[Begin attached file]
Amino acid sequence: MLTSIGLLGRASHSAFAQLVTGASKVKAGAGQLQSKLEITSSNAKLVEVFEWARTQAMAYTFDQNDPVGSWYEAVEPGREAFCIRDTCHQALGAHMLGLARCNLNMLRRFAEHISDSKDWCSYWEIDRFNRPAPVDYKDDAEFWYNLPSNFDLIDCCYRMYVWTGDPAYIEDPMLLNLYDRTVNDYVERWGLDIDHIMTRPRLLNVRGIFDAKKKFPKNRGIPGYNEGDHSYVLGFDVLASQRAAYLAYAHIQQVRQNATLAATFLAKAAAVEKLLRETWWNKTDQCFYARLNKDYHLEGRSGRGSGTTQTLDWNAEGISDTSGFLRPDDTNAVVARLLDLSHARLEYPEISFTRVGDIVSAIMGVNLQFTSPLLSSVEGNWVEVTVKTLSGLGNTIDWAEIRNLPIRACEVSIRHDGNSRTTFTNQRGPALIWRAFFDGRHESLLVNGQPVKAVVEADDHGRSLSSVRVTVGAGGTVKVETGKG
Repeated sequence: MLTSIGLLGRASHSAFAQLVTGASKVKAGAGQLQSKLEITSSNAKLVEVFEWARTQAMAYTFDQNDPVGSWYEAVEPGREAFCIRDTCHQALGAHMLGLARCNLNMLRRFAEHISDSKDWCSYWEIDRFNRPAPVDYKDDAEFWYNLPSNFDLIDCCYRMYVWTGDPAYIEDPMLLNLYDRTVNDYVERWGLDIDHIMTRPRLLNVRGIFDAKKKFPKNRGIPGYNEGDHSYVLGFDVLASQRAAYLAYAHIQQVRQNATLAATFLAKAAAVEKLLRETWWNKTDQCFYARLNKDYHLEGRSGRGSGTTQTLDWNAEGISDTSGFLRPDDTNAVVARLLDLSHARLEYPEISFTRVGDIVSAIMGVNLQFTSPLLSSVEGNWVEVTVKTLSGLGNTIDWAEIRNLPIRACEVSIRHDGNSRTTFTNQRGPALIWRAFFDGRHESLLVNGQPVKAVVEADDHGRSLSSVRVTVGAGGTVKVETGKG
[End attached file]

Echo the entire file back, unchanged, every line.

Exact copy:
Amino acid sequence: MLTSIGLLGRASHSAFAQLVTGASKVKAGAGQLQSKLEITSSNAKLVEVFEWARTQAMAYTFDQNDPVGSWYEAVEPGREAFCIRDTCHQALGAHMLGLARCNLNMLRRFAEHISDSKDWCSYWEIDRFNRPAPVDYKDDAEFWYNLPSNFDLIDCCYRMYVWTGDPAYIEDPMLLNLYDRTVNDYVERWGLDIDHIMTRPRLLNVRGIFDAKKKFPKNRGIPGYNEGDHSYVLGFDVLASQRAAYLAYAHIQQVRQNATLAATFLAKAAAVEKLLRETWWNKTDQCFYARLNKDYHLEGRSGRGSGTTQTLDWNAEGISDTSGFLRPDDTNAVVARLLDLSHARLEYPEISFTRVGDIVSAIMGVNLQFTSPLLSSVEGNWVEVTVKTLSGLGNTIDWAEIRNLPIRACEVSIRHDGNSRTTFTNQRGPALIWRAFFDGRHESLLVNGQPVKAVVEADDHGRSLSSVRVTVGAGGTVKVETGKG
Repeated sequence: MLTSIGLLGRASHSAFAQLVTGASKVKAGAGQLQSKLEITSSNAKLVEVFEWARTQAMAYTFDQNDPVGSWYEAVEPGREAFCIRDTCHQALGAHMLGLARCNLNMLRRFAEHISDSKDWCSYWEIDRFNRPAPVDYKDDAEFWYNLPSNFDLIDCCYRMYVWTGDPAYIEDPMLLNLYDRTVNDYVERWGLDIDHIMTRPRLLNVRGIFDAKKKFPKNRGIPGYNEGDHSYVLGFDVLASQRAAYLAYAHIQQVRQNATLAATFLAKAAAVEKLLRETWWNKTDQCFYARLNKDYHLEGRSGRGSGTTQTLDWNAEGISDTSGFLRPDDTNAVVARLLDLSHARLEYPEISFTRVGDIVSAIMGVNLQFTSPLLSSVEGNWVEVTVKTLSGLGNTIDWAEIRNLPIRACEVSIRHDGNSRTTFTNQRGPALIWRAFFDGRHESLLVNGQPVKAVVEADDHGRSLSSVRVTVGAGGTVKVETGKG